Why outsourcers must demonstrate value via customer retention
- 16 July, 2015 22:26
The cost to an individual enterprise of not just of losing a customer but of winning a new one has highlighted an opportunity for the contact centre outsourcing community.
As a result, Peter Ryan, research analyst, Ovum, believes vendors should no longer go to market with only a high-quality service offering.
Instead, they should also go with strategies aimed at helping enterprises retain their end-user base via intelligent, proactive outreach, driven by analytics and via the right contact channel.
In short, Ryan believes customer experience means more than just good service.
“If the oft-cited statistic that it costs six times more to win a new customer than to hang on to an existing one is true, enterprises are truly under pressure to perform like never before,” Ryan adds.
“However, with CRM budgets expected to stay flat or to fall among the majority of enterprises over the next three years [according to Ovum’s 2015 CRM Outsourcing Business Trends Survey], being able to maintain a loyal base of customers is vitally important.”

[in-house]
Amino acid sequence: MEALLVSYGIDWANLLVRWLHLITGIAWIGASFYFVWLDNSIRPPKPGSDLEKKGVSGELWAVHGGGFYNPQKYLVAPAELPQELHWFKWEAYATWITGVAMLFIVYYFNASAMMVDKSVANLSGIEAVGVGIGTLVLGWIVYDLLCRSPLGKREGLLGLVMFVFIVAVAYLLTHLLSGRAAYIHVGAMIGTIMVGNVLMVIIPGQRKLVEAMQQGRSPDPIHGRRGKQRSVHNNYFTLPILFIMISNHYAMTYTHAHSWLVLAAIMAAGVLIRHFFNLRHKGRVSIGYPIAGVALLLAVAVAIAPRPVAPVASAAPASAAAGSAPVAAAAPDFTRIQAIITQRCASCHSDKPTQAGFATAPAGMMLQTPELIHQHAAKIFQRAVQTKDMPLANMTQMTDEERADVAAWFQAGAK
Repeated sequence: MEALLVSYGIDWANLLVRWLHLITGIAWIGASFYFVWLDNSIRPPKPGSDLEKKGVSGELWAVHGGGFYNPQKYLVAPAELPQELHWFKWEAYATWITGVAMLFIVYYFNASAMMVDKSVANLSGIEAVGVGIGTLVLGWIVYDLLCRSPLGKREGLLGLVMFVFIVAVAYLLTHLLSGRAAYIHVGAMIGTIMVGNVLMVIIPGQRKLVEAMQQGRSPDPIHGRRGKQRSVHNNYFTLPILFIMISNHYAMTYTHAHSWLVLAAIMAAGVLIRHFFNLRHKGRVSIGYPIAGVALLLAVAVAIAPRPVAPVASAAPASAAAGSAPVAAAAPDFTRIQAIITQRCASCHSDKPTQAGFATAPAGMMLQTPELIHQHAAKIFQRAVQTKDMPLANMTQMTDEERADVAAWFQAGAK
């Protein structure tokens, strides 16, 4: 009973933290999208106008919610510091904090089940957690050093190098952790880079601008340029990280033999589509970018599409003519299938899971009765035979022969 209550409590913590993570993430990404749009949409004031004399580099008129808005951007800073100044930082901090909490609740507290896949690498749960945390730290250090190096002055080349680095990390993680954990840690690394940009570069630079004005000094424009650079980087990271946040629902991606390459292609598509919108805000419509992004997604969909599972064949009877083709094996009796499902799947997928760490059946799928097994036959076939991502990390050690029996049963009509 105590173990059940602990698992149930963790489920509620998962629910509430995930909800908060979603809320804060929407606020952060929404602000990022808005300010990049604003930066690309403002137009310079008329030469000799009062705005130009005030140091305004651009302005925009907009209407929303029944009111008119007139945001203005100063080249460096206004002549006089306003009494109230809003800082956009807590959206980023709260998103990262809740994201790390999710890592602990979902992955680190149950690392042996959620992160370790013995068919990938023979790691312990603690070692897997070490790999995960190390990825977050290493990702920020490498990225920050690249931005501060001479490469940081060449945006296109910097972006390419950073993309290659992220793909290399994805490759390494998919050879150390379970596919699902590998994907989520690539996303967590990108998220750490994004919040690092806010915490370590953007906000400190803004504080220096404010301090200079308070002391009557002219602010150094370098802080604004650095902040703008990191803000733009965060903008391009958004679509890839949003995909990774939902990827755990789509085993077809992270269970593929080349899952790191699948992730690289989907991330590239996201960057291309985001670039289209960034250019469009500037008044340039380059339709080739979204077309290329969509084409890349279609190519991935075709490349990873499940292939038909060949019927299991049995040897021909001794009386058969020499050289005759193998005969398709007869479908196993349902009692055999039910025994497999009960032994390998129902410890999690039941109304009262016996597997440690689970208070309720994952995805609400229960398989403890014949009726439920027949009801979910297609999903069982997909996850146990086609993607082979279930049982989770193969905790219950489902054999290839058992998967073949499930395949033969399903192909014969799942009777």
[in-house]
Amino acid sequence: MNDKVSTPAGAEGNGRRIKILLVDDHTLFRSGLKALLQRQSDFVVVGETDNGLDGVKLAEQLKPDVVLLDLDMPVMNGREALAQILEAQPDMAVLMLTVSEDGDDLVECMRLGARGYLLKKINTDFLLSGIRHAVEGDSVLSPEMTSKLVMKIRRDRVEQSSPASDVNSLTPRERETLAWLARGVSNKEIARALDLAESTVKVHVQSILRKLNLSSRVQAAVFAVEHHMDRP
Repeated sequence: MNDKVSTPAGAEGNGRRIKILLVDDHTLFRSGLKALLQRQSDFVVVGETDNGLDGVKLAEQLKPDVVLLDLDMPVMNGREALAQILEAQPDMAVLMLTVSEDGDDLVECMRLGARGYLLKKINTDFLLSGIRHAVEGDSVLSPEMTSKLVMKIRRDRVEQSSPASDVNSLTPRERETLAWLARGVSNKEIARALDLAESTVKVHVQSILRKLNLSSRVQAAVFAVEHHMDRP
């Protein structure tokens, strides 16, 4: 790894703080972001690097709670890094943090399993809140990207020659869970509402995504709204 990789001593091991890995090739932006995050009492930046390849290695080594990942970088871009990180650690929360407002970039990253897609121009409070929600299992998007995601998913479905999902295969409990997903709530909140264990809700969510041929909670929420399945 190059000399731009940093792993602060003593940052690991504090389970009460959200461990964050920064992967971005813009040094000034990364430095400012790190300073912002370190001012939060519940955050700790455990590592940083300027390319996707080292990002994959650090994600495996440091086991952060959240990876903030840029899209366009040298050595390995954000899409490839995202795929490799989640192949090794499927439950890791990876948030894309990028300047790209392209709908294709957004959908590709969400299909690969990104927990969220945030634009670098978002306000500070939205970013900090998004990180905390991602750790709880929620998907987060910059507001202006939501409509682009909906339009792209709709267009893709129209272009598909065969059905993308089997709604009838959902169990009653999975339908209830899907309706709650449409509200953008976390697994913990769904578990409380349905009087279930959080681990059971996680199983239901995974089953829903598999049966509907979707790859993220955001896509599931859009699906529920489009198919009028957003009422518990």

In Ovum’s view, outsourcers need to take the lead in helping enterprise clients develop strategies to facilitate end-user stickiness; however, this will go beyond the traditional emphasis on high-quality interactions when a consumer happens to contact the enterprise.
“Rather, it will mean proactively reaching out to these same consumers, in order to demonstrate interest and to solicit feedback,” Ryan adds.
“Many outsourcers have eschewed such business models over recent years, in many cases due to concern about not complying with do-not-call lists, for which rules can vary depending on jurisdiction.”
However, Ryan believes developing an approach in which outsourcers can engage with an enterprise’s base of consumers in order to solicit feedback or indicate gratitude for a purchase is likely to go a long way to ensuring ongoing end-user loyalty and reducing the need for investment in winning new customers.
“One advantage that outsourcers can bring to the table is the provision of analytical tools and expertise, which enterprises are anxious to use but are often unable to invest in due to limited resources,” Ryan adds.
“By identifying inquiries, purchases, and follow-up interactions of individual consumers, outsourcers can target whom to speak with and for what purpose, thereby reducing the impression of cold-calling and emphasising the fact that they are paying attention to each customer.
“To do so will likely mean a rise in not just the ability of enterprises to retain consumers, but increased stickiness between outsourcers and their clients.”